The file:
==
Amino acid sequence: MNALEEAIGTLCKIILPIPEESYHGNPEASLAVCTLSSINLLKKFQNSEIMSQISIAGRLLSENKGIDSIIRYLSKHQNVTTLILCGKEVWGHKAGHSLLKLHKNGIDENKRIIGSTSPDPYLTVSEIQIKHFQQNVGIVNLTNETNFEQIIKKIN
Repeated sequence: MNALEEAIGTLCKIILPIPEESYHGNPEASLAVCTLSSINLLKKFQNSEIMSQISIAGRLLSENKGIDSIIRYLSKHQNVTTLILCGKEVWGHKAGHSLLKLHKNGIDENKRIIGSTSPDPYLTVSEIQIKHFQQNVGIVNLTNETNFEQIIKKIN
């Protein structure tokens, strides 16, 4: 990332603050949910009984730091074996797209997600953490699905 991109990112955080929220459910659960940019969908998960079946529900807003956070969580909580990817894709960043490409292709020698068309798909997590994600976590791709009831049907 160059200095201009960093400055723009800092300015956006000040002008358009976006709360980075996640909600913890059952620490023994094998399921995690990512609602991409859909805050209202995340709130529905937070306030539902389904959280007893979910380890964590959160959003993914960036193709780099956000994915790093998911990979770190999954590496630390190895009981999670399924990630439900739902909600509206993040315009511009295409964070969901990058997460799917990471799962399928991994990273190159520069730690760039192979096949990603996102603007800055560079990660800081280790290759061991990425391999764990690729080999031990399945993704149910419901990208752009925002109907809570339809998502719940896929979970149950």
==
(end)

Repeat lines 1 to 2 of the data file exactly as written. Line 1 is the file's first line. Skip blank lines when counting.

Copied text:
Amino acid sequence: MNALEEAIGTLCKIILPIPEESYHGNPEASLAVCTLSSINLLKKFQNSEIMSQISIAGRLLSENKGIDSIIRYLSKHQNVTTLILCGKEVWGHKAGHSLLKLHKNGIDENKRIIGSTSPDPYLTVSEIQIKHFQQNVGIVNLTNETNFEQIIKKIN
Repeated sequence: MNALEEAIGTLCKIILPIPEESYHGNPEASLAVCTLSSINLLKKFQNSEIMSQISIAGRLLSENKGIDSIIRYLSKHQNVTTLILCGKEVWGHKAGHSLLKLHKNGIDENKRIIGSTSPDPYLTVSEIQIKHFQQNVGIVNLTNETNFEQIIKKIN